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Plainview State Aid Barely Bumps

New York State Gov. Andrew Cuomo’s proposed $137 billion spending plan will increase education aid by $807 million for the 2014-2015 school year, but school officials say it will still put them up against the wall.

“While we appreciate having a very tiny increase in state aid, this increase is nowhere near where we should be because of the loss in Gap Elimination adjustment to districts like us,” said Dr. Lorna Lewis, Plainview-Old Bethpage Central School District Superintendent of Schools. “In the past three years we have lost over $6 million dollars.”

Based on the preliminary budget figures, the Plainview-Old Bethpage Central School District will receive $287,654 more than last year, or a total of $14,931,654 — an increase of 1.93 percent.

“All of our units have entered into four year agreements that have frozen salary scales over that period. Without this agreement we would not be able to maintain our programs as State Aid has remained relatively flat for us,” said Lewis. “The Plainview-Old Bethpage Central School District continues to receive less than our fair share of State Aid and that places an undue burden on our citizens to continue the level of excellence they have come to count on. The governor must think about restructuring the way State Aid is calculated.”

For Lewis, state aid has become a major concern since 2010, when Gov. Cuomo capped school district’s abilities to hike the tax levy more than two percent.

Using the preliminary budget numbers, the state Department of Education has calculated estimates of how much state aid will be allocated to each individual school district. Of the $807 million increase, the state education department estimates a $24.2 million increase for school districts in Nassau County. The $807 million proposed in the executive budget drives an average increase of nearly $300 per student.

The executive budget also allocates $1.5 billion, over a five-year period, to fund a statewide universal full-day pre-K program, $720 million over five years to expand after-school programs, and proposes a $2 billion Smart Schools Bond Act to ensure students have access to the latest technology needed to compete on the global stage.

And Plainview’s Lewis is not alone in her criticism for the proposed state aid increases. According to Timothy G. Kremer, the executive director of the New York State School Boards Association, the $807 million increase statewide would leave schools unable to continue their current programs and services without exceeding the tax cap.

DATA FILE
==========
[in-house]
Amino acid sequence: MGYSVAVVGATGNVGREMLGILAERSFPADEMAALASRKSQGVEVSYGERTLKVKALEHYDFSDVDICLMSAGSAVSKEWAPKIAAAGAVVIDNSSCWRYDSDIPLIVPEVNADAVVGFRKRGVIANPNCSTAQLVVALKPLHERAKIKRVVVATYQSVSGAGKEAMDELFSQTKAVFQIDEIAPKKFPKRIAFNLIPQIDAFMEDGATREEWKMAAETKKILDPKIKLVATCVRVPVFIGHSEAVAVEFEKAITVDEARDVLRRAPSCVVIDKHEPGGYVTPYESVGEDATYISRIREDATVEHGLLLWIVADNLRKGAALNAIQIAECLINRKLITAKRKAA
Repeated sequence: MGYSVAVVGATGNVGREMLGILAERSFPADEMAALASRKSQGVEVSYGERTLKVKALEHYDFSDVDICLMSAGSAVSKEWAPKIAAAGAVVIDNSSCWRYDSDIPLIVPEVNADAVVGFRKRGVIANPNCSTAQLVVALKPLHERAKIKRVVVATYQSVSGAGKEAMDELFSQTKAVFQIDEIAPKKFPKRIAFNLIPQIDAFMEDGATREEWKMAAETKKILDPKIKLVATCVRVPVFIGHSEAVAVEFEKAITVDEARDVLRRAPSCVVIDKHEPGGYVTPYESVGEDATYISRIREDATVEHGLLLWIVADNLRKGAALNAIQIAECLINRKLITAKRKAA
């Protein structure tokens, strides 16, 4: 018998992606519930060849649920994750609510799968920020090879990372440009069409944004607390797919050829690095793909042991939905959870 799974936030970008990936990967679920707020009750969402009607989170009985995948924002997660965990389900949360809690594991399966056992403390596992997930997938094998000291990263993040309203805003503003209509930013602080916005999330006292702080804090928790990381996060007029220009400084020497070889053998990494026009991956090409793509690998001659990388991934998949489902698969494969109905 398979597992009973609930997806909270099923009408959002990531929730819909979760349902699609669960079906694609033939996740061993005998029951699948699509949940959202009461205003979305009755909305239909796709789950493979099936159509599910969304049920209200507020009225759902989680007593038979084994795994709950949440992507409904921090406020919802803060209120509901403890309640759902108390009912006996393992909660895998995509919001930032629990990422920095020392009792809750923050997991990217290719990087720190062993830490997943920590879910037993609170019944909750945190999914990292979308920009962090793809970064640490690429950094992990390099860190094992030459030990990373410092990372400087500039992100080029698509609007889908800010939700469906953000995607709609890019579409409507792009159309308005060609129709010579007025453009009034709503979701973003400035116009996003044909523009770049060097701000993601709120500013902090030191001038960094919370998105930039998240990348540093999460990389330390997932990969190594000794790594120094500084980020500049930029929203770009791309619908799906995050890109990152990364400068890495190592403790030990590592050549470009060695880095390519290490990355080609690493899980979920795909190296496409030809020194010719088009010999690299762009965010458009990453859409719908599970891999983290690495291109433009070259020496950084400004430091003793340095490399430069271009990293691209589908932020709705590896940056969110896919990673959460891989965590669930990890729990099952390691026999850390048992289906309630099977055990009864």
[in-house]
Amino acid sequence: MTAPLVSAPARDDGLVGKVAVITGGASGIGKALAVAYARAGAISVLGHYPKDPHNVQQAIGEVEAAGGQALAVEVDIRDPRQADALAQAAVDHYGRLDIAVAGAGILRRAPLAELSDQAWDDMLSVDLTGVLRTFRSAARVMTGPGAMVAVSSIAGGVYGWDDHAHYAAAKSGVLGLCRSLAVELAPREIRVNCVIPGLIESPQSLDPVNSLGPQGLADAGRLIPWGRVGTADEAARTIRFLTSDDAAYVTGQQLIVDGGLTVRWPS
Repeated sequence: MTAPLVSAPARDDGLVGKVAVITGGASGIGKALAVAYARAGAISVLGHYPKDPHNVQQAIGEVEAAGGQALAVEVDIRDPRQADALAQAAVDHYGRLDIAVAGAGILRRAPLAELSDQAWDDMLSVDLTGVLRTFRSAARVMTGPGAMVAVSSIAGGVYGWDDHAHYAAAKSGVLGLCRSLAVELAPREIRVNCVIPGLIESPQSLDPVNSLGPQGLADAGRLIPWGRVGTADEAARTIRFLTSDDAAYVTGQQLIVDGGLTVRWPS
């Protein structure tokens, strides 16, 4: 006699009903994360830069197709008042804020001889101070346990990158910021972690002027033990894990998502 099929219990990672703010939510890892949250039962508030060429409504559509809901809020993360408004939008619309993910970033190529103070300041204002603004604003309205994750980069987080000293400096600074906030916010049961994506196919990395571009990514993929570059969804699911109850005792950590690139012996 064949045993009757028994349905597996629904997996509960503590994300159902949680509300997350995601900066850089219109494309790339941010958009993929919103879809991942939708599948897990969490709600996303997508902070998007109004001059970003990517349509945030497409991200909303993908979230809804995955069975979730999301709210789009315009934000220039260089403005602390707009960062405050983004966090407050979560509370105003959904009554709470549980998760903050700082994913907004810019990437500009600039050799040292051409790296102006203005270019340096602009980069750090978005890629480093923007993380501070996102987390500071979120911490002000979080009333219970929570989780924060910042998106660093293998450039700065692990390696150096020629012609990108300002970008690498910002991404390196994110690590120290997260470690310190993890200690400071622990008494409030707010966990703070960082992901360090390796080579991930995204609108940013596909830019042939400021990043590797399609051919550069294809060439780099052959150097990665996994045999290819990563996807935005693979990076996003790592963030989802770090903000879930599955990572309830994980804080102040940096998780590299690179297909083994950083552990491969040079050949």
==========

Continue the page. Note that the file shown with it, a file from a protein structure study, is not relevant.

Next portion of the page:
“While the governor’s budget contains many laudable issues such as state-funded universal prekindergarten and after-school programs, his state aid allocation falls way short of the mark,” Kremer said. “We appreciate the governor’s leadership in putting forward a $2 billion proposal for technology and capital costs associated with full-day prekindergarten expansion, but hope that the Legislature will increase the state’s investment in general support for public schools.”

Since the executive budget has not yet been approved by state lawmakers, the amount of state aid is subject to change.

— with additional reporting by Steve Mosco

News

Members and guests of North Shore Synagogue’s Brotherhood BBQ and Erev Shabbat Service enjoyed a wonderful summer’s evening in early July with a classic BBQ and services led by Brotherhood, with help from Rabbi Jaimee Shalhevet and Cantor Rich Pilatsky.   

“This is a wonderful way to connect with other members of Brotherhood, which focuses on building camaraderie among our members, and instilling a strong sense of community away from the hectic pressures of our day-to-day lives,” said  Brotherhood co-president Jeffrey Levine.

Kids love amusement parks, and they especially love one aspect of these fanciful places above all others — the twists, turns and death-defying loops of the mighty roller coaster. Given the chance, it’s likely that almost any child would love the chance to actually build one of their own.

Susan Sears of Port Jefferson runs an ongoing series of science classes aimed at stimulating the growing minds of children. Recently, she was holding one of them at the Plainview-Old Bethpage Public Library on Roller Coaster design, which she described as “a physics lesson disguised as fun.”


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